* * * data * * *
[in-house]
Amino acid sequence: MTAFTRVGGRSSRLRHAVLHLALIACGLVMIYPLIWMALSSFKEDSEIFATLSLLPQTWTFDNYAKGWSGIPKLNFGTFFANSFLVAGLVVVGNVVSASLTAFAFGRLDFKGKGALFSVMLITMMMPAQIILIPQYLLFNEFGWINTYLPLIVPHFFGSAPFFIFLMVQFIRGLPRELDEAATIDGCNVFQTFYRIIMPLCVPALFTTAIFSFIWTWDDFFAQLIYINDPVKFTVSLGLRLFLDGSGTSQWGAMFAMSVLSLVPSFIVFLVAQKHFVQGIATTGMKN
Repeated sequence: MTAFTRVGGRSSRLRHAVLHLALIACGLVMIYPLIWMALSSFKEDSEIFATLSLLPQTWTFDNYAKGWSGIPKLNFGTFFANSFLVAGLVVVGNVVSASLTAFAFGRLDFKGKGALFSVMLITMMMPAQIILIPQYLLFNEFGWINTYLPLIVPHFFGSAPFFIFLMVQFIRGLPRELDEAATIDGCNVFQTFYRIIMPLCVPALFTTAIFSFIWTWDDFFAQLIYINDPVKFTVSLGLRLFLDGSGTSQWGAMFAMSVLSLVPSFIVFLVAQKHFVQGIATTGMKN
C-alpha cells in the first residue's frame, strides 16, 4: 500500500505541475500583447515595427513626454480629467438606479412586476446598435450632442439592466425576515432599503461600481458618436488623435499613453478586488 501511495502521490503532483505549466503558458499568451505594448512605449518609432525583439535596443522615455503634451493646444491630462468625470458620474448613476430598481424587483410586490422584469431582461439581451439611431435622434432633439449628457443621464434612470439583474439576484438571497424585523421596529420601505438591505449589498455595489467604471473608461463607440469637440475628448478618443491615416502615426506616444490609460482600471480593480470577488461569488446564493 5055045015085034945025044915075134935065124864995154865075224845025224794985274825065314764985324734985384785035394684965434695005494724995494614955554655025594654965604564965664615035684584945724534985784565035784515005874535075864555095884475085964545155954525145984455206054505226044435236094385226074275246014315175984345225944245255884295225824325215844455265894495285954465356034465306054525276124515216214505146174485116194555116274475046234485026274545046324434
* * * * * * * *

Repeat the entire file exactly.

[in-house]
Amino acid sequence: MTAFTRVGGRSSRLRHAVLHLALIACGLVMIYPLIWMALSSFKEDSEIFATLSLLPQTWTFDNYAKGWSGIPKLNFGTFFANSFLVAGLVVVGNVVSASLTAFAFGRLDFKGKGALFSVMLITMMMPAQIILIPQYLLFNEFGWINTYLPLIVPHFFGSAPFFIFLMVQFIRGLPRELDEAATIDGCNVFQTFYRIIMPLCVPALFTTAIFSFIWTWDDFFAQLIYINDPVKFTVSLGLRLFLDGSGTSQWGAMFAMSVLSLVPSFIVFLVAQKHFVQGIATTGMKN
Repeated sequence: MTAFTRVGGRSSRLRHAVLHLALIACGLVMIYPLIWMALSSFKEDSEIFATLSLLPQTWTFDNYAKGWSGIPKLNFGTFFANSFLVAGLVVVGNVVSASLTAFAFGRLDFKGKGALFSVMLITMMMPAQIILIPQYLLFNEFGWINTYLPLIVPHFFGSAPFFIFLMVQFIRGLPRELDEAATIDGCNVFQTFYRIIMPLCVPALFTTAIFSFIWTWDDFFAQLIYINDPVKFTVSLGLRLFLDGSGTSQWGAMFAMSVLSLVPSFIVFLVAQKHFVQGIATTGMKN
C-alpha cells in the first residue's frame, strides 16, 4: 500500500505541475500583447515595427513626454480629467438606479412586476446598435450632442439592466425576515432599503461600481458618436488623435499613453478586488 501511495502521490503532483505549466503558458499568451505594448512605449518609432525583439535596443522615455503634451493646444491630462468625470458620474448613476430598481424587483410586490422584469431582461439581451439611431435622434432633439449628457443621464434612470439583474439576484438571497424585523421596529420601505438591505449589498455595489467604471473608461463607440469637440475628448478618443491615416502615426506616444490609460482600471480593480470577488461569488446564493 5055045015085034945025044915075134935065124864995154865075224845025224794985274825065314764985324734985384785035394684965434695005494724995494614955554655025594654965604564965664615035684584945724534985784565035784515005874535075864555095884475085964545155954525145984455206054505226044435236094385226074275246014315175984345225944245255884295225824325215844455265894495285954465356034465306054525276124515216214505146174485116194555116274475046234485026274545046324434